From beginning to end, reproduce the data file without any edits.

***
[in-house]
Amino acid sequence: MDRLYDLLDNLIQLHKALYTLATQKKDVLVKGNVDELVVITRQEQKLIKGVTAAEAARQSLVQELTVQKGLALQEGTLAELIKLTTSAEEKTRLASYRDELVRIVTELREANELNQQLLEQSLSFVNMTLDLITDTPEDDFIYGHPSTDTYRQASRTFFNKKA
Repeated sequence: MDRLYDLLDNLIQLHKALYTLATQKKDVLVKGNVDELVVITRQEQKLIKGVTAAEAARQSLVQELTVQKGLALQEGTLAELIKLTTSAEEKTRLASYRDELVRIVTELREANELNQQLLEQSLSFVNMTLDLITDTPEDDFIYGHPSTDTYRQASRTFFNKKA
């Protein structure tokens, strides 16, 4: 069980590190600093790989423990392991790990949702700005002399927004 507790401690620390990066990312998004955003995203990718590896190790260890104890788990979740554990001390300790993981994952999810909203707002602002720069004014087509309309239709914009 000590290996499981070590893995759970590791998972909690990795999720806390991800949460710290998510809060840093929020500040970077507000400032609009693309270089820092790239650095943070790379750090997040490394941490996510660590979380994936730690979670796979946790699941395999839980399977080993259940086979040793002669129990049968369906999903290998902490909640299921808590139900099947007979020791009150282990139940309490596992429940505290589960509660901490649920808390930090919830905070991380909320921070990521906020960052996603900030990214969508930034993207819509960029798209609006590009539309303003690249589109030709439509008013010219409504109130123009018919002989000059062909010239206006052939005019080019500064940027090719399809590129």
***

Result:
[in-house]
Amino acid sequence: MDRLYDLLDNLIQLHKALYTLATQKKDVLVKGNVDELVVITRQEQKLIKGVTAAEAARQSLVQELTVQKGLALQEGTLAELIKLTTSAEEKTRLASYRDELVRIVTELREANELNQQLLEQSLSFVNMTLDLITDTPEDDFIYGHPSTDTYRQASRTFFNKKA
Repeated sequence: MDRLYDLLDNLIQLHKALYTLATQKKDVLVKGNVDELVVITRQEQKLIKGVTAAEAARQSLVQELTVQKGLALQEGTLAELIKLTTSAEEKTRLASYRDELVRIVTELREANELNQQLLEQSLSFVNMTLDLITDTPEDDFIYGHPSTDTYRQASRTFFNKKA
């Protein structure tokens, strides 16, 4: 069980590190600093790989423990392991790990949702700005002399927004 507790401690620390990066990312998004955003995203990718590896190790260890104890788990979740554990001390300790993981994952999810909203707002602002720069004014087509309309239709914009 000590290996499981070590893995759970590791998972909690990795999720806390991800949460710290998510809060840093929020500040970077507000400032609009693309270089820092790239650095943070790379750090997040490394941490996510660590979380994936730690979670796979946790699941395999839980399977080993259940086979040793002669129990049968369906999903290998902490909640299921808590139900099947007979020791009150282990139940309490596992429940505290589960509660901490649920808390930090919830905070991380909320921070990521906020960052996603900030990214969508930034993207819509960029798209609006590009539309303003690249589109030709439509008013010219409504109130123009018919002989000059062909010239206006052939005019080019500064940027090719399809590129």